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22 March 2009
Author: Giorgos Lazaridis
Connecting Resistors

Connecting resistors in series

A series circuit is a circuit that all components are connected in series with one's end connected to the other's beginning. The following circuit shows three resistors connected in series:

Total resistance in series connection

The total resistance is the mathematical sum of all resistors and it is bigger than the part with the biggest resistance.

In our previous example, the total RTOTAL is:

RTOTAL = R1 + R2 + R3 = 10 + 15 + 25 = 50 Ohms, in general

RTOTAL = R1 + R2 + ...+ Rn

Current flow in series connection

Current is the same for all parts in the circuit and it is equal to I total.

Using the Ohm's law, you can calculate the total current:

ITOTAL = V / RTOTAL

This amount of current is equal for every part. This means that ITOTAL flows through R1, R2 and R3 and it is 10Volts / 50 Ohms = 0.2 Amperes = 200 mA

Voltage drop in series connection

The sum of the voltage drops on every part in a series circuit is equal to the applied voltage.

Every part connected to a power supply causes a voltage drop that can be measured on it's pins. This voltage drop can be calculated by the ohm's law and it is: U = R x I. In a series circuit, every resistor may have different voltage drop measured on it's pins but adding all drops of every component must have the supply voltage. So:

U1 = ITOTAL x R1 = 0.2 x 10 = 2 Volts
U2 = ITOTAL x R2 = 0.2 x 15 = 3 Volts
U3 = ITOTAL x R3 = 0.2 x 25 = 5 Volts

U1 + U2 + U3 = 2 + 3 + 5 = 10 Volts.

In general:

V = U1 + U2 + ... + Un

Connecting resistors in parallel

A parallel circuit is a circuit that all components are connected in parallel, the beginnings and the ends of all components connected together. The following circuit shows three resistors connected in parallel:

Total resistance in parallel connection

The total resistance of the circuit is calculated with the following type and it is smaller than the part with the smaller resistance:

1/RTOTAL = (1/R1) + (1/R2) + ...+ (1/Rn)

In our example:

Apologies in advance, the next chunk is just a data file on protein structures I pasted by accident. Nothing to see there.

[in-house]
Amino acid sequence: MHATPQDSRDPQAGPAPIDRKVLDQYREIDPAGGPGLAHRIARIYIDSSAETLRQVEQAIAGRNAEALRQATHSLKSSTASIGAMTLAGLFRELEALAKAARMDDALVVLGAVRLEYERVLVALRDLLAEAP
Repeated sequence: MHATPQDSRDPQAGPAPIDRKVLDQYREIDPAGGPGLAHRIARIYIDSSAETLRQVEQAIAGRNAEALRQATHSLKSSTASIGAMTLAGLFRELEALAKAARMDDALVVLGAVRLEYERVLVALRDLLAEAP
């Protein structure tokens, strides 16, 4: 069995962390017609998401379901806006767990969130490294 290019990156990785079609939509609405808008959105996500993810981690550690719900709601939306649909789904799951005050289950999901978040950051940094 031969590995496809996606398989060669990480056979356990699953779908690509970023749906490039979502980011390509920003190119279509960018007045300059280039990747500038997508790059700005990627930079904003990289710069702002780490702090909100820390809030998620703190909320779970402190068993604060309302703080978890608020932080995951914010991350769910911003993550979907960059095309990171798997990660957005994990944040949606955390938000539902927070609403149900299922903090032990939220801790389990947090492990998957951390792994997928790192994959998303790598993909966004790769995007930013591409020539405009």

1/RTOTAL = (1/R1) + (1/R2) + (1/R3) => 1/RTOTAL = 0.2 + 0.1 + 0.05 => 1/RTOTAL = 0.35 => RTOTAL = 2.857 Ohms

An exception that makes our life easier is if we have to calculate only two resistors in parallel. In this case, there is a special type that can calculate the R total and it is:

RTOTAL = (R1 x R2) / (R1 + R2)

It looks more easier to calculate. If we have more than two resistors this type cannot be applied directly. It is possible to calculate the Rtotal in steps by calculating each time two resistors. In our example:

Ra = (R1 x R2) / (R1 + R2) => Ra = 50 / 15 = 3.3333 and RTOTAL = (Ra x R3) / (Ra + R3) => RTOTAL = 66.6666 / 23.3333 = 2.857 Ohms.

Some people do prefer this method as it is easier to calculate it 'by heart' without calculator.

Current flow in parallel connection

The total current drawn by the source is the mathematical addition of each current that flows through every part.

ITOTAL = I1 + I2 + ... +In

where Ixxx is the current that flows in every part of the circuit. In our example, this means that:

I1 = V / R1 = 10 / 5 = 2 Amp
I2 = V / R2 = 10 / 10 = 1 Amp
I3 = V / R3 = 10 / 20 = 0.5 Amp

Voltage drop in parallel connection

Voltage drop is the same for every part in the circuit. Obviously, this is true as every part is connected directly to the power supply. This is very helpful to know when you have some parts like 12Volt lamps to connect to a 12Volt power supply. Connecting them in parallel will make sure that every lamp will have 12Volts on it's pins.

Relative pages
• Learn how to connect capacitors together
• The Ohm law
• Learn how to read the part coded values
• Learn how the capacitor works
• The resistor theory
• The voltage divider theory
• Dr.Calculus: Carbon film resistors color code calculator
• Dr.Calculus: Metal film resistors color code calculator
• Dr.Calculus: Standard resistor values calculator
• Dr.Calculus: Total resistance calculator
• Dr.Calculus: Voltage divider calculator

 At 15 May 2014, 5:04:38 user MaKr0 wrote:   [reply @ MaKr0]Very confusing: keep changing the values of the resistors in each example... and that may be OK... but then you calculation are based on even more different value no-where referenced to. Ex.: first image shows 10, 20, and 30, but then you calculation are based on 10, 15 and 25 then the second image shows 5, 10 and 30 but the calculation does not use the last value (30), but something else (20) never shown before as a third value to arrive to 0.05; and again the second calculation (of the parallel resistors) again uses that value (20) to arrive at 66.6666 / 23.3333 instead of the shown value (30) in the image. So either the picture example shown are wrong and in need of correction or the calculation use the wrong values and are in need of correction. Anyway not very good to explain or teach anything since cannot be followed by a novice since nothing matches with what it is referred to. Fix the mistakes and then we are good to go.At 11 November 2010, 10:39:34 user RICK wrote:   [reply @ RICK]WHAT A GREAT COMBO!!! LEARNING BASIC ELECTRONICS AND HAVING FUN DOING IT!!! THANKS!!

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